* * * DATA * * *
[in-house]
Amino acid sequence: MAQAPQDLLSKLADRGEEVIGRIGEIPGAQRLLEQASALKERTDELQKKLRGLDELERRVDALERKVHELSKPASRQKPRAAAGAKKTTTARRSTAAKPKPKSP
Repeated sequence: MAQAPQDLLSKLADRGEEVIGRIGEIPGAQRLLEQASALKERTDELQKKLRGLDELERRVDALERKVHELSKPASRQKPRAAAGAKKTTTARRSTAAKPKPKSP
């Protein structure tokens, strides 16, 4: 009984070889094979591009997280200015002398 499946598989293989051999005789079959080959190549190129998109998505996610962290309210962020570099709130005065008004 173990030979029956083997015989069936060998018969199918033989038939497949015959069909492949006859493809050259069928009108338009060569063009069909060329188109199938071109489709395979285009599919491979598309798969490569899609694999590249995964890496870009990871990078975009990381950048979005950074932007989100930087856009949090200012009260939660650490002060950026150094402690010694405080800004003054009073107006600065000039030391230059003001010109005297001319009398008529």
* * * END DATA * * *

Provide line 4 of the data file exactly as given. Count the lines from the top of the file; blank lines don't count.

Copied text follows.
């Protein structure tokens, strides 16, 4: 009984070889094979591009997280200015002398 499946598989293989051999005789079959080959190549190129998109998505996610962290309210962020570099709130005065008004 173990030979029956083997015989069936060998018969199918033989038939497949015959069909492949006859493809050259069928009108338009060569063009069909060329188109199938071109489709395979285009599919491979598309798969490569899609694999590249995964890496870009990871990078975009990381950048979005950074932007989100930087856009949090200012009260939660650490002060950026150094402690010694405080800004003054009073107006600065000039030391230059003001010109005297001319009398008529």